The Secret to Great Coq au Vin? Lose the Coq

@Daniel I dunno that it would effect this recipe (or anything you guys really post). But I would figure volume would have a big effect on that. I've made really, really, big batches of stock, dog food, and soups (we're talking 4+ gallons) and ended up with a warm drippy fridge for enough time to be dangerous.

That said I haven't ended up with any dead relatives as a result, so practically speaking I don't think it matters much. But in a covering your butts, paranoid, better safe than sorry sort of way I can see why many places/people recommend keeping hot stuff out of the fridge. For my part I use ice or frigid weather to chill things fast before I toss them in fridgitator, but only if I end up with enough to make me nervous.

The Secret to Great Coq au Vin? Lose the Coq

I've actually been curious how Capon would work in this. Its slightly more similar to old roosters than a roasting hen. And they are at least sometimes available at supermarkets, particularly in areas with large Jewish populations. Though the only time I ever cooked a capon it was the most inedible gamey thing I've ever put in my mouth, I suspect I may have gotten a shit Capon though. It was also crazy tough, why I've been thinking ever since a braise would have been better than roasting.

Should You Really Only Cook With Wine You'd Drink? The Truth About Cooking With Wine

In terms of cooking with spoiled wine I've often found that it doesn't matter in which way the wine is off, and there are few applications where cooking with it doesn't work. Working as a bartender it was fairly common to send any spoiled or flawed wine to the kitchen. Sometimes the dishwashers would end up drinking it, but for the most part it stood in for the kitchen's cooking wine (usually boxed or otherwise low cost). I'm sure the cooks back there had figured out if there was any degree of spoilage or cooking method that was a no go in those terms. I haven't had any really rancid wine at home, so I've never had much of an issue with slightly old or corked wine in any cooking application I've tried.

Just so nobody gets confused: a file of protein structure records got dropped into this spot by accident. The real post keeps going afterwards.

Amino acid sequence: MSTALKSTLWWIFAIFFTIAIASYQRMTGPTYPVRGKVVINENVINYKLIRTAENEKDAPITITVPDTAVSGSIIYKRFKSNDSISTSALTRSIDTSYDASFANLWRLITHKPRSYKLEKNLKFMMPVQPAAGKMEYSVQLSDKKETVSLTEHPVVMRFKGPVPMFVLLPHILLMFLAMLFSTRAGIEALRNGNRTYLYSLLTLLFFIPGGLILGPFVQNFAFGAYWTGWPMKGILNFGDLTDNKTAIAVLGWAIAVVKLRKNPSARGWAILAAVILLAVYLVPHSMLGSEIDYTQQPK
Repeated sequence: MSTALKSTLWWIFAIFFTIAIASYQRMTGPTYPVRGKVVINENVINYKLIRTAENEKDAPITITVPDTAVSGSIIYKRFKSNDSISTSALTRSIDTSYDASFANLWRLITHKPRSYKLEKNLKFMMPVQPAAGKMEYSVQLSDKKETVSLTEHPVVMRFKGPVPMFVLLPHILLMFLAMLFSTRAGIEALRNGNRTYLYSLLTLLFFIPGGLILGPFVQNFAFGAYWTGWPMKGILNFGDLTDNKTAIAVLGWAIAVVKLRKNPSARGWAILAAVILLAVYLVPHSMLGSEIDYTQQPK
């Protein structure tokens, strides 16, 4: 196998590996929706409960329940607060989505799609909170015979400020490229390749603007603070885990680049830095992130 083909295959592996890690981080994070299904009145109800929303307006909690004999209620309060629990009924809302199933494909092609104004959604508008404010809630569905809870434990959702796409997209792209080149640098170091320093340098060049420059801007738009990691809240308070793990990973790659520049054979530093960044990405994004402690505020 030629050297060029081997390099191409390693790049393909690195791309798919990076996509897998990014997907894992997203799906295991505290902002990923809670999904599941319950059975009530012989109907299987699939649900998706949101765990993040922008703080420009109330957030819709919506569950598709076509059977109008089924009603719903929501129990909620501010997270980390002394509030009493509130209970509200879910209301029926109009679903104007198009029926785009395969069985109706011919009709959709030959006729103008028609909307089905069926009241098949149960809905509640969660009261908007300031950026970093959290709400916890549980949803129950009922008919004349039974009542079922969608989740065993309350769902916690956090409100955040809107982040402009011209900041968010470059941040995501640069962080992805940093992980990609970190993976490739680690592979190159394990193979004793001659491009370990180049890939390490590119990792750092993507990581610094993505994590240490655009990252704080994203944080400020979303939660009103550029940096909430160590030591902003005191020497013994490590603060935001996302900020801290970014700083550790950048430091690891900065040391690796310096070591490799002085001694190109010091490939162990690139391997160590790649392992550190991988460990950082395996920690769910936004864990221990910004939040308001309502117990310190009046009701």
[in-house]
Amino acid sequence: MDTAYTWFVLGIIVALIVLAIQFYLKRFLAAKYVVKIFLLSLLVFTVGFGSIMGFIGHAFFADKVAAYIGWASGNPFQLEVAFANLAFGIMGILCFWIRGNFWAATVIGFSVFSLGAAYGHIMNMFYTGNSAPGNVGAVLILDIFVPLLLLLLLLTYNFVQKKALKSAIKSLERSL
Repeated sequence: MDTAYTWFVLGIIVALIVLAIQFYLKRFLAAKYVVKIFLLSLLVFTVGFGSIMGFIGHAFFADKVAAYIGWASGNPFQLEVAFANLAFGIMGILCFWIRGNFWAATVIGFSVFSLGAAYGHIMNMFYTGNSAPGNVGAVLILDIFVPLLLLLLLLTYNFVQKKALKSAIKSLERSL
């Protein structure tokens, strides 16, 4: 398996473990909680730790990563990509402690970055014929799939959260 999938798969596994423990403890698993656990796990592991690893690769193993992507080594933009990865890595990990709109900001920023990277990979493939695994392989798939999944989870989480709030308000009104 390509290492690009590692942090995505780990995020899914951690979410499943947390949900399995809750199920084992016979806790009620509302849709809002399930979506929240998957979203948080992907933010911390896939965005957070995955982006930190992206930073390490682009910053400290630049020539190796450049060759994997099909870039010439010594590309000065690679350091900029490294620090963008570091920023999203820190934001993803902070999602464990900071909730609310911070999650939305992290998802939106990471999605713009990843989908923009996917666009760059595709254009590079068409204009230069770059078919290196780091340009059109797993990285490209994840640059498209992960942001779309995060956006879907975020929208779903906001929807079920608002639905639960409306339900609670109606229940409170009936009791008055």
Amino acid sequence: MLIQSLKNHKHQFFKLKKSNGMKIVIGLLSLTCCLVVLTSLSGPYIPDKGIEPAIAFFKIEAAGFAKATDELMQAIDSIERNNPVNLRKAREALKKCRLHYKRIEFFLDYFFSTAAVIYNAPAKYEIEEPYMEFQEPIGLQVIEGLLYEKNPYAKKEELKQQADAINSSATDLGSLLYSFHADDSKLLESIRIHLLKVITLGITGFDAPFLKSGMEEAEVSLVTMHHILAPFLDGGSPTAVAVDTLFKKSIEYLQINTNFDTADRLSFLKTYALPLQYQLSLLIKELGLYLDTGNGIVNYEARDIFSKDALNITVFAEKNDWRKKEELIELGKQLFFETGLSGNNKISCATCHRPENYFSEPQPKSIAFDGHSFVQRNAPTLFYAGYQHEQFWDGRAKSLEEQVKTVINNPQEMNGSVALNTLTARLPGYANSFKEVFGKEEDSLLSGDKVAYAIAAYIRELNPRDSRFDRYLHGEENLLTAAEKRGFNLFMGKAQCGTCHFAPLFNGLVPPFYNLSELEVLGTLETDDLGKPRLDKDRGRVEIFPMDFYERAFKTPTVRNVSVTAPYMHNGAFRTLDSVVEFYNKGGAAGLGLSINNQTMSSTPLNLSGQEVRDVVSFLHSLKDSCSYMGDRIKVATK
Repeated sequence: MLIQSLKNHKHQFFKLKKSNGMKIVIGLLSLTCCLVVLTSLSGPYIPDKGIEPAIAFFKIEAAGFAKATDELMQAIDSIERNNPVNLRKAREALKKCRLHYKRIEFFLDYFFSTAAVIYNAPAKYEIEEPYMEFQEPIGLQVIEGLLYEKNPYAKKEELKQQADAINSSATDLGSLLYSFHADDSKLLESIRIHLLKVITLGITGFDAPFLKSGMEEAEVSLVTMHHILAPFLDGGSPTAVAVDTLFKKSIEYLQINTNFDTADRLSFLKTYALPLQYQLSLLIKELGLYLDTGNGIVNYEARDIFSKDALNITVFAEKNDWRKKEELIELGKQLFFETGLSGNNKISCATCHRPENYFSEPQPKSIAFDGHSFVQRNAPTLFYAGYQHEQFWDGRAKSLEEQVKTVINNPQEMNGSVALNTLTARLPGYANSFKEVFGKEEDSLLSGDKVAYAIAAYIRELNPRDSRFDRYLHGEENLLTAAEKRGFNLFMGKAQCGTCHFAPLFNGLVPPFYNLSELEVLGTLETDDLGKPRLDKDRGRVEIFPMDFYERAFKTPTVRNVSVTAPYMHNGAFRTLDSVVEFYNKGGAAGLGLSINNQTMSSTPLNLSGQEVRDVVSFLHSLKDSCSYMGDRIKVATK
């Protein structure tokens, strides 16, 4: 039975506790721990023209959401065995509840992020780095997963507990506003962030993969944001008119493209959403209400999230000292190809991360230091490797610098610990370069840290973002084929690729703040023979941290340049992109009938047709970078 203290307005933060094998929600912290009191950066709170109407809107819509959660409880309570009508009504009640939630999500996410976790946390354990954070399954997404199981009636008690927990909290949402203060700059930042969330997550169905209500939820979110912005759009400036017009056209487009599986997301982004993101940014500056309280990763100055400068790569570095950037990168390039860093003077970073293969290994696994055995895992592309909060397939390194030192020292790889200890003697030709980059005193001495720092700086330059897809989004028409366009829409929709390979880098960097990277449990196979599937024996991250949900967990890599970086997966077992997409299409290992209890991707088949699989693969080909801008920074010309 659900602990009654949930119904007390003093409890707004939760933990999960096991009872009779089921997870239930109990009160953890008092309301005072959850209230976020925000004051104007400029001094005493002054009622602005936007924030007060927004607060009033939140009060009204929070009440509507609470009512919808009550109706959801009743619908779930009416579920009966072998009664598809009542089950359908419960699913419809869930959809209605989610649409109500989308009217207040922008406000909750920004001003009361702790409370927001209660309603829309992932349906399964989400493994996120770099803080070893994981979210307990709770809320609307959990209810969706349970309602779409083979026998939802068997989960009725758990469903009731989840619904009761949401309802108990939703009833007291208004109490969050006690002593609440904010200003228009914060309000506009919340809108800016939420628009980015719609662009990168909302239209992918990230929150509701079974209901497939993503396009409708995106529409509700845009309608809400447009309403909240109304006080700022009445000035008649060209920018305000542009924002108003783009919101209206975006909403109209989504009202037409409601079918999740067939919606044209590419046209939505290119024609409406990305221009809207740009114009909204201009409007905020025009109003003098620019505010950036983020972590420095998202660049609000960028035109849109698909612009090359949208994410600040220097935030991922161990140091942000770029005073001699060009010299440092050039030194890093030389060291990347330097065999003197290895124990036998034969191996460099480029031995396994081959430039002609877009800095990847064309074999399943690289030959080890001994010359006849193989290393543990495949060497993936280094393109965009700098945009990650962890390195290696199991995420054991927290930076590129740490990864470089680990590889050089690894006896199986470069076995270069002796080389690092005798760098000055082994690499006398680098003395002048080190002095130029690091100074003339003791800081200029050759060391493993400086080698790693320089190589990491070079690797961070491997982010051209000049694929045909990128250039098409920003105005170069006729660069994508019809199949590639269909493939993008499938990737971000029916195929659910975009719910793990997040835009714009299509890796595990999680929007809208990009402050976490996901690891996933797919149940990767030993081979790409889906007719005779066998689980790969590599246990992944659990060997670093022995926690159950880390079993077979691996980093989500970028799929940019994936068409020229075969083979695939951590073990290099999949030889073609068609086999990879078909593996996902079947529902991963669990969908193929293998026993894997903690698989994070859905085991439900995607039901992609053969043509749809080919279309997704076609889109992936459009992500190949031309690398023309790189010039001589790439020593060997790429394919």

Virginia Willis on the Greatest Cookbooks and What People Get Wrong About Southern Food

I would disagree with her on what makes a good cook book. I could, ultimately care less if the recipes "work" provided a book gives me good, clear, and useful info on technique. If a book, website, show, whatever can teach me the technique that underpins a dish then I don't need the recipe. And I can apply those methods to a far broader number of ingredients, situations, and dishes than if I just follow a list of instructions.

I will back her up on the Junior League and other community cookbooks. Those things are wacky and interesting. They're often full of forgotten dishes and approaches, highly regional info and other great stuff. If you read through a lot of history based food writing you start to get an idea of how important those things are. I don't think I've ever read any sort of examinations of the origins of a dish that didn't touch on at least a few self published family cookbooks, or cook books from social clubs or something. I've got a great one printed a local Hibernian society in the 70's.

How to Make Foolproof Cheese Fondue

@katzimmer. It should work. That stuff has a bunch of stabilizers in it. Same idea with putting a bit of Velveeta in with less smooth melting cheeses for stuff like this.

Why You Shouldn't Dine Out on Valentine's Day

@MtDave Do you know many people in the service industry? Cause this is pretty much the stock advice we give ANYONE when asked about how to have the best experience. Regardless of date. And its all doubly true for holidays or big weekends. When service suffers sales (and tips) suffer. Both I and the restaurant will make more money giving a really good experience to fewer people than a crappy experience to a larger crowd. And when I'm talking to friends or family members I'm going to give the most practical advice on having a nice time. And this is pretty much it.

I've never had a particular problem with Valentines day, but then I bartend. It can get kind of swamped in terms of service bar, but its one of the holidays where people really want a table.